We had the opportunity to talk to emerging Korean-American urban artist J. Lee about his life, new releases and career plans. J. Lee is a unique artist who feels comfortable creating both within R&B and Hip-Hop, and always displaying a raw sincerity to “keep it brutally real” in each of his releases.
Have you encountered difficulties as a Korean-American entering the music industry? If yes, could you share with us some of the challenges you faced?
There’s been a lot of stereotypes to overcome. Asian-Americans in general were not shown in mainstream media very often (although, that’s been steadily changing nowadays). A lot of expectations on them were to fit the model minority trope and just be passive, quiet scientists, mathematicians, accountants, or other careers of that sort. I had to break through a lot of that myself. So many people were telling me I had to use my brains for those types of roles. Nah. Not for me.
Another challenge specific to Korean-American artists like me is brought on by the globalization of K-Pop. K-Pop fucking blew up only recently, all across the world. Although it’s been a huge success to South Korea’s economy, it’s actually caused a lot of issues for people like me. For one, people keep assuming I’m a K-Pop artist, which is fucked up in its own way. It’s as if people assume that because one portion of Korea’s music industry blew up, everyone must automatically stereotype Korean artists into the K-Pop culture. Secondly, people don’t understand that K-Pop is an INDUSTRY. It’s not a GENRE. K-Pop is an industry that is so carefully controlled and monitored, and there’s a lot of fucked up shit happening in the background to make all of that happen. Just because I’m Korean does not mean that I’m a K-Pop artist. I do R&B and hip-hop, and nobody has a say in controlling what I do or make.
Are you more of a studio artist, a live performer, or both?
Well right now, definitely more of a studio artist. But I love performing live. I love controlling a stage and bringing the energy to everybody in the room. Getting everyone in that lit state of mind brings you up to a whole new level. Honestly feels insane and I miss doing that.
Do you have a mentor? If yes, who?
Nah. Been solo here.
When some artists choose one genre over others, you have made it your specialty to juggle between R&B and Hip-Hop, what made you choose this path?
To me, R&B and hip-hop is so explicitly authentic. There’s been a lot of pain and anger growing up, and I put that energy into making hard beats or into my bars. I think R&B and hip-hop are the right genres to fuel a lot of my fire because I can keep it so brutally real.
How did Covid-19 affect your music?
Honestly, there’s not been too many changes. When I work, I work. That means I’m usually in my own zone and private studio anyways, making my next record or whatever. So when COVID-19 struck, I was like, “Oh shit, for real?” but nothing really changed. I’m still making music and I still do what I need to do. Same shit, different day.
What accomplishment do you see yourself achieve in the next coming years?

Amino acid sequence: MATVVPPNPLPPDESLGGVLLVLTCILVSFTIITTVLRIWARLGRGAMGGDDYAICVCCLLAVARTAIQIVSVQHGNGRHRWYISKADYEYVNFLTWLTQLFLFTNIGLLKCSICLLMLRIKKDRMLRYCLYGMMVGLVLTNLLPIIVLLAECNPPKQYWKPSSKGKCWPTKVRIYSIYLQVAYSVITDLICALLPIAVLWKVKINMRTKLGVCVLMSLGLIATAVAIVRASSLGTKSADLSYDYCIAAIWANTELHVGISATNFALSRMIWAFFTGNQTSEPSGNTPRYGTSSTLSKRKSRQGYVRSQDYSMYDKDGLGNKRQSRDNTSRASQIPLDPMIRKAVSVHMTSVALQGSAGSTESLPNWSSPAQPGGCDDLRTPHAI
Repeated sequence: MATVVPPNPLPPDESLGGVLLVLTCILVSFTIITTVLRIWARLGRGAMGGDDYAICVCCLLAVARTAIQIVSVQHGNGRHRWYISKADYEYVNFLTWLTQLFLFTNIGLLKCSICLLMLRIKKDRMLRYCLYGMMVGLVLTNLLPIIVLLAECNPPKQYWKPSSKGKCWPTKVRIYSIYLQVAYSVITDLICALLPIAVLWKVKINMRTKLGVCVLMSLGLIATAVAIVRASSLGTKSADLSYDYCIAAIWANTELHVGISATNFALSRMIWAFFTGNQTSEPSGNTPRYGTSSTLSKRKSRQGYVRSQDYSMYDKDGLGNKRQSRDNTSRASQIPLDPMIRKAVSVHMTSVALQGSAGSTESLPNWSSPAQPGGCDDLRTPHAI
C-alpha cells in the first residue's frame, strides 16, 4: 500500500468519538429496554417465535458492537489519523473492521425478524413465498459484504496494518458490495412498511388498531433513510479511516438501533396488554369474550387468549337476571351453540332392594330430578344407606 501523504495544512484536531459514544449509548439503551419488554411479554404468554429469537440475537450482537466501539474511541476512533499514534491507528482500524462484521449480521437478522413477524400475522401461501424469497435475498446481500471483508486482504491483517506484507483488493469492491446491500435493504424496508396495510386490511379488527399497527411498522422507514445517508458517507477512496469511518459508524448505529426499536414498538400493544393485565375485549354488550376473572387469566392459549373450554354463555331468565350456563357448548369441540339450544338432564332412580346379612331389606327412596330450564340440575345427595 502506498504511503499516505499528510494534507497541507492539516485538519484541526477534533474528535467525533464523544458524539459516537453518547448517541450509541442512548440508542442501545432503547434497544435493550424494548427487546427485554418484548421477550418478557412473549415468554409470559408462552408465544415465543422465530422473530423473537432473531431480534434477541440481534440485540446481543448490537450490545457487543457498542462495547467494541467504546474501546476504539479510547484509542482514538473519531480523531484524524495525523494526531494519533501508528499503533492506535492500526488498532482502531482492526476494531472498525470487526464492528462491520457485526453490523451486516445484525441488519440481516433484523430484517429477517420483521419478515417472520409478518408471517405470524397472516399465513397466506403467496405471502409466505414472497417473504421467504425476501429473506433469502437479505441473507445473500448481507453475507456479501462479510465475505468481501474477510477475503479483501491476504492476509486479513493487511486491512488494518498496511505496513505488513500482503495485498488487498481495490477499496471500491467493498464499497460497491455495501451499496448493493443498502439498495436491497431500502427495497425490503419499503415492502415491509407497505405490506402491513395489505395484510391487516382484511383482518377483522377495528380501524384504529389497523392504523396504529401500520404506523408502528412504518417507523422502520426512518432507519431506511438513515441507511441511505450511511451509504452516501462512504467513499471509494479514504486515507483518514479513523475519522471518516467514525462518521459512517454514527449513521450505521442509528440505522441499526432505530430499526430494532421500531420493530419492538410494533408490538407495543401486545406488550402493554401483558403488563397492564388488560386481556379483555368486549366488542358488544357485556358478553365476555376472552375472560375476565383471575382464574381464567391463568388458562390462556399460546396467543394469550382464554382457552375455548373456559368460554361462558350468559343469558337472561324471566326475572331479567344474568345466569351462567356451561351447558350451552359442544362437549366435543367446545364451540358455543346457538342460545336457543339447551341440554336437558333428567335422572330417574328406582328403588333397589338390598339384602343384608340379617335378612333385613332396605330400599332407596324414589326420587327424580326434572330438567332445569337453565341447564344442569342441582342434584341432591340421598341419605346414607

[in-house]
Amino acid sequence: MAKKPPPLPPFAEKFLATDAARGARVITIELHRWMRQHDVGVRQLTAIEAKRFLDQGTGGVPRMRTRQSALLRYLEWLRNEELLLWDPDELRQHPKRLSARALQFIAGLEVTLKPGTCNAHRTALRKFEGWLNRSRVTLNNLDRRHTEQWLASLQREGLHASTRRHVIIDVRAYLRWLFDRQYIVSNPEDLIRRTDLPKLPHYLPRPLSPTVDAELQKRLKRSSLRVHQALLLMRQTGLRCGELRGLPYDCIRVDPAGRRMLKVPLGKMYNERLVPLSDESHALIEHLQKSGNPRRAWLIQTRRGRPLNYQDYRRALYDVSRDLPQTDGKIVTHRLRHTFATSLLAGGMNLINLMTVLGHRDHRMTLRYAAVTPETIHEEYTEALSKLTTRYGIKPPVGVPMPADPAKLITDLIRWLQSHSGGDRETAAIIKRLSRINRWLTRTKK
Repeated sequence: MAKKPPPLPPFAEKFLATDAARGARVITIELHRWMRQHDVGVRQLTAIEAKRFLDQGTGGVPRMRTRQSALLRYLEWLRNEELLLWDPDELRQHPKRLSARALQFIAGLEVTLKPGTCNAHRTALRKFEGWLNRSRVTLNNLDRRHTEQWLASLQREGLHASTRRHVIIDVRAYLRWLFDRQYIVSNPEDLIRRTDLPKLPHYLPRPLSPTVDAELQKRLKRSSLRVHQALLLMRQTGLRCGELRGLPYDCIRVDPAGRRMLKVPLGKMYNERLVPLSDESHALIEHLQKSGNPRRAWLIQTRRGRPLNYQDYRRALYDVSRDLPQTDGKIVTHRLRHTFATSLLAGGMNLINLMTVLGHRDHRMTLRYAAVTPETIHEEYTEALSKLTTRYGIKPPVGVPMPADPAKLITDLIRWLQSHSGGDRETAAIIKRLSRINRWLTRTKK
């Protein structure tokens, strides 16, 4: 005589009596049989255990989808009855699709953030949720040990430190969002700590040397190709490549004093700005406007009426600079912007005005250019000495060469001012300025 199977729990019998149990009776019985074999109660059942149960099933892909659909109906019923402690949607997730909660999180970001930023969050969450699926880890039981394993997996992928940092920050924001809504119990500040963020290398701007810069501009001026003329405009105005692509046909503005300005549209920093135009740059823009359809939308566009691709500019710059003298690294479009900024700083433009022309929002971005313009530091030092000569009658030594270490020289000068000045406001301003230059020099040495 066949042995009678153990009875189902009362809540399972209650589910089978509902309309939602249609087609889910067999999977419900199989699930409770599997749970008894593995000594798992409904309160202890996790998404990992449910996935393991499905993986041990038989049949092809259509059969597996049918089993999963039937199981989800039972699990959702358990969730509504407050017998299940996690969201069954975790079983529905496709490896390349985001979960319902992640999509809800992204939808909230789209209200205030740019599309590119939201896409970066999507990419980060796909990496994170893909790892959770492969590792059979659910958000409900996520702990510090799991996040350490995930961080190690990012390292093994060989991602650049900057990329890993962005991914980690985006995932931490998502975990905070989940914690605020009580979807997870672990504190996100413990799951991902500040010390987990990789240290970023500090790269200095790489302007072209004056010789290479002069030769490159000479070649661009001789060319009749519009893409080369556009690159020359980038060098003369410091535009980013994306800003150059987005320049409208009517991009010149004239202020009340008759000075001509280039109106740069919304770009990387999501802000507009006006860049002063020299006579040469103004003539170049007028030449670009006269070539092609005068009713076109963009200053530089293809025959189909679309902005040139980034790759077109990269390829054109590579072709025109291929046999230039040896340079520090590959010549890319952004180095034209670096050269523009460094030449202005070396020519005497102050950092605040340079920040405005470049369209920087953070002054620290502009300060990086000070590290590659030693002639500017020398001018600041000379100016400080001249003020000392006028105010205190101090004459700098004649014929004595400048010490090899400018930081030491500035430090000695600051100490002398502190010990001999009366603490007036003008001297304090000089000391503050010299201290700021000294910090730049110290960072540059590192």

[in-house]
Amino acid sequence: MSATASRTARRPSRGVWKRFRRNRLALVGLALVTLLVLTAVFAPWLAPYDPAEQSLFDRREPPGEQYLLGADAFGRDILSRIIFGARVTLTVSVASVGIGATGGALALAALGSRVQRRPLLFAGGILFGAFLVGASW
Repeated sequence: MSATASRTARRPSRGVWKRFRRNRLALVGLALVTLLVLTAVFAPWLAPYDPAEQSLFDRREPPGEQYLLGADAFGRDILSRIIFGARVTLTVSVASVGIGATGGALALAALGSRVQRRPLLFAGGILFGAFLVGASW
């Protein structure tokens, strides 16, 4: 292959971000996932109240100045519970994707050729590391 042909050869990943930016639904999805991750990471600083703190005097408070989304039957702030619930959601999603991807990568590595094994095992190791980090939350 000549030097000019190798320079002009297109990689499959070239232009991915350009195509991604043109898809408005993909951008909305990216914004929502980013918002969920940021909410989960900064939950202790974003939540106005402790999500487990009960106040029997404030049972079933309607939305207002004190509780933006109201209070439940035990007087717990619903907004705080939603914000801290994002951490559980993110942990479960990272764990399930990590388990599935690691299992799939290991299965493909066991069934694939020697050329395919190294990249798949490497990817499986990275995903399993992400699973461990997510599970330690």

I’m trying to make it as a trailblazer for Asian Americans in the R&B and hip-hop scene. I want to be the next big icon in Asian American entertainment, but especially pave a way for Korean Americans in my genres. I want to be the name and face people think of when they think Korean American R&B/hip-hop artist.
Aside from music, what is your favorite thing to do?
I love designing streetwear. I like sketching out minimalistic, cool designs and seeing them come to life with my own streetwear brand, Ghost Streetwear. I also really like shoes. I’m a specific type of sneakerhead — I have my eyes set on Air Jordan 1s. I like collecting them and reading about their stories and histories.
Musically speaking, what is your biggest strength?
I think my biggest strength is being able to see the bigger picture. Yeah, I grew up singing and playing instruments and shit, but it’s really nothing in comparison to creating a commercial record. For me, I’m always trying to focus on the holistic vision of a track and I try to go from there. When I’m songwriting or recording, I tend to know the spots where I need to double my vocals, where I need to add a specific instrument, or even technical things like where I need to edit audio. I know how to match a vibe and I think that’s a strength I definitely don’t want to sleep on.
Please tell us more about your upcoming single, “These Nights”?
“These Nights” was inspired when I just recently moved to LA county last year. Even though there were a lot of changes happening, I still somehow found myself seeing a new girl. But there were a lot of back-and-forth and confusing moments, where she was so caught up in her feelings about random shit that I was often left wondering, “What just happened?” My upcoming song is about that feeling of, “The fuck?”
This is another song I made by myself. I recorded, wrote, produced, mixed, and mastered everything and set it out for release with the intention of it being a catchy, pop-rap track. I let the guitar lead the way to make it a bit more melodic and kinda give it a more California type of feel to it. My bars and flow speak for themselves.